The Rhizome

How do you conceptualize the multitude of possibilities in single session therapy?  For this I turn to the rhizome.  I have always experienced single session conversations as having a certain excitement and sense of adventure.  So often the most enlivening aspects of the conversations related to unforeseen detours into sometimes moving and sometimes humorous story lines that seemed to invite ‘living talk’ and move away from what Tom Andersen (see Malinen, Cooper, Thomas, 2011) or my Finnish friend Tapio Malinen would describe as frozen talk- that kind of talk that keeps people stuck in static ways of knowing themselves.  

However in the past few years this strange word ‘rhizome’ has been used increasingly in our therapeutic practice circles.  Lynn Hoffman provides an intriguing account about how she has taken it up in her thinking.  Walther and Carey 2009 make the direct relation of the rhizome to narrative practice.  Laura  Béres in Duvall and  Béres  2011 reference the rhizome in discussion of the circulation of language as a reminder of the multiple meanings possible in a word and the complexity of language in therapeutic conversations.  Fellow Canadian Vikki Reynolds takes up the image describing the messiness, overlapping imperfect guiding intentions and ethical stance in justice-doing (Reynolds, V. 2010, Reynolds & Polanco 2012). Still others broaden the image further re-conceptualizing how we organize knowledge and the interrelations throughout the world, brain science, and political movements. (See The Power of Networks).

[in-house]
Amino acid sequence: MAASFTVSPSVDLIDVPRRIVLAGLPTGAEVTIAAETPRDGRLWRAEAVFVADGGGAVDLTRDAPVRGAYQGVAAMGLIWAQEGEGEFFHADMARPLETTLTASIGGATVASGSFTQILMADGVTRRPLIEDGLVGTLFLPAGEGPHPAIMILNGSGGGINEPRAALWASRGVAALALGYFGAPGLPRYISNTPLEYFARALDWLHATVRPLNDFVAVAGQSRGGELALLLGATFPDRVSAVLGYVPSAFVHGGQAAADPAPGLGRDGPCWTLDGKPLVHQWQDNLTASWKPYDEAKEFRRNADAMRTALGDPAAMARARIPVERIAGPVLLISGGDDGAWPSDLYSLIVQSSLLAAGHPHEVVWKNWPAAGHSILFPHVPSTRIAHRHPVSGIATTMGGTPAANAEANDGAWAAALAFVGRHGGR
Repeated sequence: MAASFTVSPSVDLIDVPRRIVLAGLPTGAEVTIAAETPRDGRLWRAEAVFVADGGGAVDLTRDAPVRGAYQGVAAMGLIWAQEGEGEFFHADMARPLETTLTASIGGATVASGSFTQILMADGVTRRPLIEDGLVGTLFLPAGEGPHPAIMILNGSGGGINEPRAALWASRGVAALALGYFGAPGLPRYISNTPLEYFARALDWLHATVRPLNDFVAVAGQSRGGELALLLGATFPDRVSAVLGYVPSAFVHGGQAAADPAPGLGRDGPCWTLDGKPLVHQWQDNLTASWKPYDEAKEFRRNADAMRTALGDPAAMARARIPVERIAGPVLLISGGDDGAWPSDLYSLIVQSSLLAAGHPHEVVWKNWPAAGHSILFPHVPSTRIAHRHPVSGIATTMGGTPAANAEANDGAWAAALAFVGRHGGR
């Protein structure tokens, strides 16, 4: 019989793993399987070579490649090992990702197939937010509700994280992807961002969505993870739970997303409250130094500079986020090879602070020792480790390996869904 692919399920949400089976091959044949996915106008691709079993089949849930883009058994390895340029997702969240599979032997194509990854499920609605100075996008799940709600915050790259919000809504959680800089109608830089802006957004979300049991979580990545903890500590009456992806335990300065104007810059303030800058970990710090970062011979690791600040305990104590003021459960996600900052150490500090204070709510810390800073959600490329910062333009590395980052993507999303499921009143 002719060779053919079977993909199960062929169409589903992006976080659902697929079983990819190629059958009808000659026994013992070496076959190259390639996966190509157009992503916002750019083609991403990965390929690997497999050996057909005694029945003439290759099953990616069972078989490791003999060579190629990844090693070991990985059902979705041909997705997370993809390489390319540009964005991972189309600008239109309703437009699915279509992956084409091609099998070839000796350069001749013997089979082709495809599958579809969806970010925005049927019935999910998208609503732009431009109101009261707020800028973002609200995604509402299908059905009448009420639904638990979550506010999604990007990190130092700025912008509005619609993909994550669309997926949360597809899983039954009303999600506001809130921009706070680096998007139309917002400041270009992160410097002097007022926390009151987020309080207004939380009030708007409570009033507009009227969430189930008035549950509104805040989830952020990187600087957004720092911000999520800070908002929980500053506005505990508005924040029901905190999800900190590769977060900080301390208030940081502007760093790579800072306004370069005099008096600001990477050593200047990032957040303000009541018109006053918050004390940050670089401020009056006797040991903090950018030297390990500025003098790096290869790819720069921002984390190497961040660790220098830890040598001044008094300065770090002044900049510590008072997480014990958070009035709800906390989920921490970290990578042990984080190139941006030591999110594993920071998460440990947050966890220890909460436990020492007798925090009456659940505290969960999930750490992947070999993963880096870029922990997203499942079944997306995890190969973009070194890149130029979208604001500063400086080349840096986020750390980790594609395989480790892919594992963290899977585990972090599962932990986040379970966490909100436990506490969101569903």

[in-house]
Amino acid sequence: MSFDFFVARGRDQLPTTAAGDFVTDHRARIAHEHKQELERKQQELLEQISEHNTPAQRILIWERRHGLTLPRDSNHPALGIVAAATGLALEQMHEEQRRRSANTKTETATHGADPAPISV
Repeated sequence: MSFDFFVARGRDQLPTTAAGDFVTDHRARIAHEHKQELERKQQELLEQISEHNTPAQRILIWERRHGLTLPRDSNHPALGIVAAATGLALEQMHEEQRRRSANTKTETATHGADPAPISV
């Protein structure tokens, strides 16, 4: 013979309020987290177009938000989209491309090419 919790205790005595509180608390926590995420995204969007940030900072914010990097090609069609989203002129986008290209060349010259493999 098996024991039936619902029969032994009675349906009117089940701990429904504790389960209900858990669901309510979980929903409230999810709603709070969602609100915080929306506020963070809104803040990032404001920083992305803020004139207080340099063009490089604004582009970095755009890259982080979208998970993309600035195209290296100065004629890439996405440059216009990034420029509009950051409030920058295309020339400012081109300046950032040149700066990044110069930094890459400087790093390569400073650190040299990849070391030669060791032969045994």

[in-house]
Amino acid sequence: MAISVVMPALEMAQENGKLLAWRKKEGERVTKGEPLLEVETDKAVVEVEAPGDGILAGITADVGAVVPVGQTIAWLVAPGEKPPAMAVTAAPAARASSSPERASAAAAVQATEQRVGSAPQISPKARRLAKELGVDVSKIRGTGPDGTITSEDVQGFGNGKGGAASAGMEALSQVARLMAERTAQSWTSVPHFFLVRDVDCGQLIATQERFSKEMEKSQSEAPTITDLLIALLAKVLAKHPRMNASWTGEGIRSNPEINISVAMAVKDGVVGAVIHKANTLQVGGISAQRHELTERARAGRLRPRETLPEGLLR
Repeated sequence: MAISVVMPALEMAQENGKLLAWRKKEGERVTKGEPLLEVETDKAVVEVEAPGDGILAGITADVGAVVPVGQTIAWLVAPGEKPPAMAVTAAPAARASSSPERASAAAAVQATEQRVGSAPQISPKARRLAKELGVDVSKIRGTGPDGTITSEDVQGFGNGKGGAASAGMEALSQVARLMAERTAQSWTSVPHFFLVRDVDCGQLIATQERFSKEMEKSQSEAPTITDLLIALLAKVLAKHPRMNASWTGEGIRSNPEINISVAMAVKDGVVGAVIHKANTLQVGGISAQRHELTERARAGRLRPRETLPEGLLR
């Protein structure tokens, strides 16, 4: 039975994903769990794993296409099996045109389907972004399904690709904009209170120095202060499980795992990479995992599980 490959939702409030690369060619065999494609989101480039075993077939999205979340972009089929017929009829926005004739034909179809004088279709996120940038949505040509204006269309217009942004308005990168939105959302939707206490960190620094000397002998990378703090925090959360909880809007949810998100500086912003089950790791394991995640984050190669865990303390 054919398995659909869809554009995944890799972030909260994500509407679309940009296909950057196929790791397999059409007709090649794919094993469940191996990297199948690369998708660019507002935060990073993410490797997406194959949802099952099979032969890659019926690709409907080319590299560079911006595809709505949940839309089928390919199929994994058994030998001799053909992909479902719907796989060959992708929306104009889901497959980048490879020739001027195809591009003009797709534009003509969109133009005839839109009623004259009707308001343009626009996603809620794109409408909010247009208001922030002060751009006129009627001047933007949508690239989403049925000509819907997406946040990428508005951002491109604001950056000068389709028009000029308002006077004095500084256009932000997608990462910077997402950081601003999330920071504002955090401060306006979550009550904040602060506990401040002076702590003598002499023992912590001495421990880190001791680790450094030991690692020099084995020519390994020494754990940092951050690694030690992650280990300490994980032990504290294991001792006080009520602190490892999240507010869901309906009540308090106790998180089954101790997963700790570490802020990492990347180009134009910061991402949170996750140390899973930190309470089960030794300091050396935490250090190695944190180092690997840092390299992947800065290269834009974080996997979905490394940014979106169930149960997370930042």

Rhizome photo from Ode Magazine

So what exactly is a rhizome?  Many of you gardeners will be familiar with it’s structure.  Bamboo has a rhizomatic structure as well as strawberry plants and many of those pesky weeds that you try to pull up when next thing you know you’ve traveled meters across your lawn following long filament roots that seem not to have a beginning or end.  But more formally the understanding of the rhizome that has so many interested is best shared by French philosophers  Gilles Deleuze and Felix Guattari  in their book A Thousand Plateaus (1987).